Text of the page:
I noticed yesterday that it’s been one year this week since I started working at MoCo.
For some reason, it feels like I’ve been here longer. Much longer.
Maybe it’s partially due to the fact that joining MoCo was actually a return to the project for me. I interned on Netscape’s Build Team a few months after the lizard was freed, and did some Bugzilla work throughout college. An old friend I hadn’t talked to in awhile mused at the circular pattern of life: “when we were hanging out those first few years of college, you were keeping watchful eye over the Tinderboxen… and you now you are again.”
So it goes.
I spent some time thinking about what it’s been like to be here a year, and what I’ve learned. I came up with the following jumble…

  1. I’ve been to my fair share of “company parties,” but nothing even comes close to touching a Mozilla-party.
  2. “Have you filed a bug on that yet?” and “Now accepting patches”1 are two of the most useful phrases. Evar.
  3. You can get yourself into trouble on IRC.
  4. It is often difficult to figure out who to pay attention to in the community, and the proper weight to attribute to their statements. One will make this mistake frequently and egregiously in the beginning, but receive plenty of feedback. It is a self-correcting problem if you pay attention when it happens, and you’ll soon come up with a trusty metric.
  5. Alcohol2—in measured amounts—will help you solve just about any [build] problem.
  6. People are perfectly willing and happy to give you alcohol—in measured amounts—to get you to solve… just about any [build] problem.
  7. When in doubt, blame morgamic.
  8. After blaming morgamic, remember: Carebears hugs solve everything.
  9. If one of the Mikes suggest doing something, it’s probably a good idea. If two of the Mikes suggest doing something, you should probably just do it. Probably.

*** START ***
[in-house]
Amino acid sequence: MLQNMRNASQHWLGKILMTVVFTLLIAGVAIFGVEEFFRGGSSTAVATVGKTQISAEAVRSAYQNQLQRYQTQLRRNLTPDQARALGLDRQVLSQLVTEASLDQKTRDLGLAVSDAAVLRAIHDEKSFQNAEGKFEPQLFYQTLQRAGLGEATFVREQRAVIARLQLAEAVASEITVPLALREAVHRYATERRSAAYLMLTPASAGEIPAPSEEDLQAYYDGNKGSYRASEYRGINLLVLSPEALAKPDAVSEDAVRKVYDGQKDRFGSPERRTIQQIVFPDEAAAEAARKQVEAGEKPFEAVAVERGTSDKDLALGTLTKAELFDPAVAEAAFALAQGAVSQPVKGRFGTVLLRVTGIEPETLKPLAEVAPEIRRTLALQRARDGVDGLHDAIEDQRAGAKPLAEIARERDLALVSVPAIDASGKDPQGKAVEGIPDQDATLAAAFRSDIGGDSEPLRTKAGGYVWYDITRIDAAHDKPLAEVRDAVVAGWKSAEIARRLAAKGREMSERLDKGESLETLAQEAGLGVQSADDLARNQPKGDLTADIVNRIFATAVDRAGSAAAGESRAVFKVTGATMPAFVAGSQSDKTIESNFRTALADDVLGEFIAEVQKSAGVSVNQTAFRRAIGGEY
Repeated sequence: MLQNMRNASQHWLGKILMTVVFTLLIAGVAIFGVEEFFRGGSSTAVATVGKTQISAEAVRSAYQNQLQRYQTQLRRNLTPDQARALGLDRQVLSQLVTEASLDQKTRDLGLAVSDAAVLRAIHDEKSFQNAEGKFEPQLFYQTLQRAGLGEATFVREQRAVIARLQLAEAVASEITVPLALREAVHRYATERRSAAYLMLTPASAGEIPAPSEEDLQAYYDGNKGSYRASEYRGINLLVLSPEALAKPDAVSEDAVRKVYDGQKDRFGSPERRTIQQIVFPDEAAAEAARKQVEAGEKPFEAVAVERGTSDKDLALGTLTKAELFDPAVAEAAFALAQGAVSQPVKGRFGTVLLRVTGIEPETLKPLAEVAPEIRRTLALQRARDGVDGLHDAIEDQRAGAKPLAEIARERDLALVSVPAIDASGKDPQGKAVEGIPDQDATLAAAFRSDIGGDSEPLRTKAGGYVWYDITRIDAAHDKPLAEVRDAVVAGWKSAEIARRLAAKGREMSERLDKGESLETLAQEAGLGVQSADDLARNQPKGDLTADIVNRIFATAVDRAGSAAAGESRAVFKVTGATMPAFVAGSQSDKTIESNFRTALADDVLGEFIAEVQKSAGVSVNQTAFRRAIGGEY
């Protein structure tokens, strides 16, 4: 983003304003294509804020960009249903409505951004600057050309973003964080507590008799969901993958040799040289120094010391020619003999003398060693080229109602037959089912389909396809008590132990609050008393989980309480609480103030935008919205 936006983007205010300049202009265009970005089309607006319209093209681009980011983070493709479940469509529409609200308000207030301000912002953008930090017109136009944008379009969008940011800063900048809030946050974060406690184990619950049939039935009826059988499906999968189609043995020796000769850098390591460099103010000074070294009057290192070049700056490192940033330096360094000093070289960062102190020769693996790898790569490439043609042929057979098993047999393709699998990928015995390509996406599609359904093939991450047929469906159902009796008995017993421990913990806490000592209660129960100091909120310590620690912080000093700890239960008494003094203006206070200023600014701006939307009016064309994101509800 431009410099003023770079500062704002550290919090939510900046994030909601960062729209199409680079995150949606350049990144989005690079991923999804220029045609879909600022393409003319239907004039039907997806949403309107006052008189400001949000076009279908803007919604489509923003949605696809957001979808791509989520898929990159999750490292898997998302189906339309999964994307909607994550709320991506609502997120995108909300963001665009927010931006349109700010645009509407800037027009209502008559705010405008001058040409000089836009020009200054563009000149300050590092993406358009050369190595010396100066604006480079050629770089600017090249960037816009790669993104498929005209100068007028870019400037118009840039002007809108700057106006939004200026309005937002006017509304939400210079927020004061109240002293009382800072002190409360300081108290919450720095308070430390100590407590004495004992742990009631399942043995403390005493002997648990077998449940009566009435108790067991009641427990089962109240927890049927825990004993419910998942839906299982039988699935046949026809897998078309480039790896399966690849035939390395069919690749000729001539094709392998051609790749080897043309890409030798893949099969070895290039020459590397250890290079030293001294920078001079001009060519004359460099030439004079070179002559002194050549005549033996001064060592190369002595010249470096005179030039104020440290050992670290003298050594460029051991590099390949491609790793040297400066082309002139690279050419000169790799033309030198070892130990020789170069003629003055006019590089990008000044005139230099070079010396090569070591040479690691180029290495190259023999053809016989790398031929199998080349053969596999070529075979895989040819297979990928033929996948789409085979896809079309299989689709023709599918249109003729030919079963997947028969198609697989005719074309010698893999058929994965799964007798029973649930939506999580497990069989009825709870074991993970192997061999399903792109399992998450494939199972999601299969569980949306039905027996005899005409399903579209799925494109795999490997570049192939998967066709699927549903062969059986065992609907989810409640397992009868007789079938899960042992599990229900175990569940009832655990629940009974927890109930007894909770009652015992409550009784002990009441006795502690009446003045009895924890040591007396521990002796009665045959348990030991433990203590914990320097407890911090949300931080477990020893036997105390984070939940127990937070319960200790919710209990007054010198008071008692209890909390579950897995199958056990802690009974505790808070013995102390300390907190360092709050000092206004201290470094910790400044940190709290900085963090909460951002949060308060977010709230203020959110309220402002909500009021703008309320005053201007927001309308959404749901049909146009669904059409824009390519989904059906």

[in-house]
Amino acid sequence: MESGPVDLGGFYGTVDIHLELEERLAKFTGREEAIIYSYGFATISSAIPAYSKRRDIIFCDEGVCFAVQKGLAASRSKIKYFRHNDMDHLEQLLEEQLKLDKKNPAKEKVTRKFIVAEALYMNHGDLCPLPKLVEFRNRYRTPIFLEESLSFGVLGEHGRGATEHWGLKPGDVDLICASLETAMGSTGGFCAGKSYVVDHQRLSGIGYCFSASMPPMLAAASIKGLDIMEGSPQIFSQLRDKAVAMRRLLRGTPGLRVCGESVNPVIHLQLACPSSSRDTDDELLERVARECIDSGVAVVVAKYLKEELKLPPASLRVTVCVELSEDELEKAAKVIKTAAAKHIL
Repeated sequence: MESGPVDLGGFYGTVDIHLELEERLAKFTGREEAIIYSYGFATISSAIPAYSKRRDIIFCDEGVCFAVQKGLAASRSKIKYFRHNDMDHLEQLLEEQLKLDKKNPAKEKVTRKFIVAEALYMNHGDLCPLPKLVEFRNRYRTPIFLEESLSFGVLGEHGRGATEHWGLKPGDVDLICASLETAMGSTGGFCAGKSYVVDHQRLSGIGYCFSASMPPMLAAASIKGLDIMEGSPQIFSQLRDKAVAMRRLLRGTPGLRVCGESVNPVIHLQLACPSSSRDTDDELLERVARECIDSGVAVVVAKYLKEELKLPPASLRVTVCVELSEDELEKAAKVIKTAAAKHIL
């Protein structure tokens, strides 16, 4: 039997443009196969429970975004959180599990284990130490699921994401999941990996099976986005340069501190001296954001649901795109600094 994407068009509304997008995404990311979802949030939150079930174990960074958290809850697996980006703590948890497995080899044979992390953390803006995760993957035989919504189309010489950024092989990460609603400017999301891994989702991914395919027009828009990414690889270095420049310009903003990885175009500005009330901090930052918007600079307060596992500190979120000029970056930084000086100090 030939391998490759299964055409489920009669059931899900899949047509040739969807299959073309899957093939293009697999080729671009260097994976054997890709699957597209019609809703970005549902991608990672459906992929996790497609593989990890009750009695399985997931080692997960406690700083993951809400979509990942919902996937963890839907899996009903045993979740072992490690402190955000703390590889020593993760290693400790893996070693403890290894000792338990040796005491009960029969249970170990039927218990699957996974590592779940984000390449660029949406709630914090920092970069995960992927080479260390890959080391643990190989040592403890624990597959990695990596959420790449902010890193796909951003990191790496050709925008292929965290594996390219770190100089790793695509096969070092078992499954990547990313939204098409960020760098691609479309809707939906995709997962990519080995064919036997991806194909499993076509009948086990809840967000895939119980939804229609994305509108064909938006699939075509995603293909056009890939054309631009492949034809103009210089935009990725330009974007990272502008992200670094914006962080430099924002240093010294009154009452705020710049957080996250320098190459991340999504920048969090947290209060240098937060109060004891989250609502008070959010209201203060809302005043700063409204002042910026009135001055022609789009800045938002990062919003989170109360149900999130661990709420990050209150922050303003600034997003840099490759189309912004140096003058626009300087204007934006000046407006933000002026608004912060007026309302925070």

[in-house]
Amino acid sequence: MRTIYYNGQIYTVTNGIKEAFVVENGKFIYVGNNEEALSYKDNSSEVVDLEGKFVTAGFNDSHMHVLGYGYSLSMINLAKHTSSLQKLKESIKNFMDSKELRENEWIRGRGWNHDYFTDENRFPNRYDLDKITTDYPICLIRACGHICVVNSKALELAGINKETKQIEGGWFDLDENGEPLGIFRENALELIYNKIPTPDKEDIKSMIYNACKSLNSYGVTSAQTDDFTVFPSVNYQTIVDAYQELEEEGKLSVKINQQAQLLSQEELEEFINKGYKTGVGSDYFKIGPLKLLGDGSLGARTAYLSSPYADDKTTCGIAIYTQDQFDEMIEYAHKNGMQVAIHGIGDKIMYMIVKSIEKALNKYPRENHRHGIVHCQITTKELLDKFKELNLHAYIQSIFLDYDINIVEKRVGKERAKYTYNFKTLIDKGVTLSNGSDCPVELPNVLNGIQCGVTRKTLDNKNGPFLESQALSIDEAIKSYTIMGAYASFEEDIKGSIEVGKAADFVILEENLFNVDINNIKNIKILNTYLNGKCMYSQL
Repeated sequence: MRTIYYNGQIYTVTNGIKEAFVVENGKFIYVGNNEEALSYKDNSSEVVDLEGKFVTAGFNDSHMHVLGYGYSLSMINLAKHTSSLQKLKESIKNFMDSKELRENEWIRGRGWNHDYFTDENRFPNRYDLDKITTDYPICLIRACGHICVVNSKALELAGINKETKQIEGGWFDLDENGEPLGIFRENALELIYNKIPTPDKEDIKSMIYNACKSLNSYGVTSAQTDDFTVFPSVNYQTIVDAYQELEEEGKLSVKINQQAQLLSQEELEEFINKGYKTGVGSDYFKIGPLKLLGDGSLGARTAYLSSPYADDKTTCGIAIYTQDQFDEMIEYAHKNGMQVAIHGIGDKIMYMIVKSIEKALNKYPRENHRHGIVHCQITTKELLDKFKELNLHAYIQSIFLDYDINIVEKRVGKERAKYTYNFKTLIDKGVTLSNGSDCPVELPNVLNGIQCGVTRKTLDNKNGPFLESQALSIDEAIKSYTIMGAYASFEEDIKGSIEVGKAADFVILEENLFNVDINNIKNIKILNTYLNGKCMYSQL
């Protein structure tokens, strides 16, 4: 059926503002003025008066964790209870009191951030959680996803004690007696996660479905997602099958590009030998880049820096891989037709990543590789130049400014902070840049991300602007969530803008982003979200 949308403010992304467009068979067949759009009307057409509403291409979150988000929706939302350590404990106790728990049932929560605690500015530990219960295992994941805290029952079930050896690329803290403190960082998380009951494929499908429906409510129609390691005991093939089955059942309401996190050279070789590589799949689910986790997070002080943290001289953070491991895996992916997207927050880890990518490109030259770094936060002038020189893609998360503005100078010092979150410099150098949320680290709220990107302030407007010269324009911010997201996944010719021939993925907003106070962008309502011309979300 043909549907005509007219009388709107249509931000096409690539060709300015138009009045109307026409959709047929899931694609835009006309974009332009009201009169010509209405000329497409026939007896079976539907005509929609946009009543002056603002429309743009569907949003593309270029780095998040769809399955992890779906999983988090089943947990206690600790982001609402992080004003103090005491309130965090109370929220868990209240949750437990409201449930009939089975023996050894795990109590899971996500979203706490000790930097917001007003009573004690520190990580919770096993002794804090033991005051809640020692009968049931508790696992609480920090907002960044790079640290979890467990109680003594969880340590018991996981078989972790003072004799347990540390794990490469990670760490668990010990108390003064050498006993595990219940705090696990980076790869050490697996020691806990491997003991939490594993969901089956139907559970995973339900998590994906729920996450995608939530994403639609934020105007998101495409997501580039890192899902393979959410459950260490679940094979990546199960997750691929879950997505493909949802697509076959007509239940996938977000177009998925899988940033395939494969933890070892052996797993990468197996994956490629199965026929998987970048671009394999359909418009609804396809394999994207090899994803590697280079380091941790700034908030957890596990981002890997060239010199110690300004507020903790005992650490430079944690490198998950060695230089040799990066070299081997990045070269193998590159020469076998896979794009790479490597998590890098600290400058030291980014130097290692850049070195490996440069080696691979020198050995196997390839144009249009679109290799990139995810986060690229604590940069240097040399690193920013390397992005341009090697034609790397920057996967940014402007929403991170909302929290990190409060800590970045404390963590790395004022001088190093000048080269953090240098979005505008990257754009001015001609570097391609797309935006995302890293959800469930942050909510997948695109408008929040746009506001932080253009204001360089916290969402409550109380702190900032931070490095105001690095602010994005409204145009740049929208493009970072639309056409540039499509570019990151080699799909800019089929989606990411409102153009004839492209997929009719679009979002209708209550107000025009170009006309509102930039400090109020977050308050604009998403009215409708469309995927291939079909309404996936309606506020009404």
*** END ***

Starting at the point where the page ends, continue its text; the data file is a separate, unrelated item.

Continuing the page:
10. Tinderbox is a pit of black pit of despair that will suck your soul away. But it’s our lil’ black pit of despair that will suck your soul away.
  11. We have a lot of code like Tinderbox.
  12. A lot of that same code is some of the most robust code in the project. Maybe in the world.3
  13. Don’t respond to IRC requests off-hours unless you’re willing to respond to an IRC request every single day at that same time. While admittedly frustrating to others, it staves off burnout.
  14. Letting sspitzer talk you into eating anything is just a recipe for a bad scene.
  15. Respect WONTFIX.
  16. Never underestimate the ability of a single community member to cause a respin of an entire release4.
  17. Similarly, never underestimate the ability of a single community member to completely fix an entire module/subsystem.7
  18. Talk and design documents are cheap; checked-in code with bugs filed for improvements is the gold standard. This is not the case at all software companies.
  19. We don’t always agree with each other about how to get where we’re going… but we all seem to share a sense of generally what the destination is. That unity of vision is remarkable within a project and company. In that regard, the Mozilla project is much like a family.
  20. You never know when some random blog entry that was mostly a rant to begin with is going to get put on Slashdot’s front page.
  21. To this day, I still get a kick out of the creator of JavaScript making me a martini… they’re really good martinis, too!
  22. In such a consensus-driven organization, sometimes, you have to start a discussion with “Yes, it sucks, but we need to leave this meeting with a) a decision and as a result of a), b) some unhappy people.” That’s really hard to do. It’s also sometimes really necessary.

There’s probably some others I forgot.
Or maybe blocked out.
As I look back on the past year, it’s been one of the most difficult of my career. I’ve had to do a few things that have grated on my professional aesthetics; I’ve spent more than a few early mornings fighting with builds and (in internet time) ancient infrastructure, and been stressed out on a host of occasions.10
But I’ve also gained new perspective on developing and releasing software on a scale not seen by many projects or developers, how to prioritize the myriad requests that get thrown at us every day, how to figure out what people are really asking for, when to do what people want, and when to push back.
I’ve got more to learn about all of those, but I wanted to thank you all for those experiences.
I’m a better software engineer… and a better person for it.
Now then… who needs a tinderbox kicked?
1 Both courtesy of Shaver.
2 In my case, scotch.
3 But still… not Tinderbox.
4 Totally not referring to anyone5 or any particular release6
5 Jonas.
7 Totally not referring to anyone8 or any particular module9
8 cf.
9 Nightly updates.
10 With all the inherent interpersonal pleasantness that goes along with that.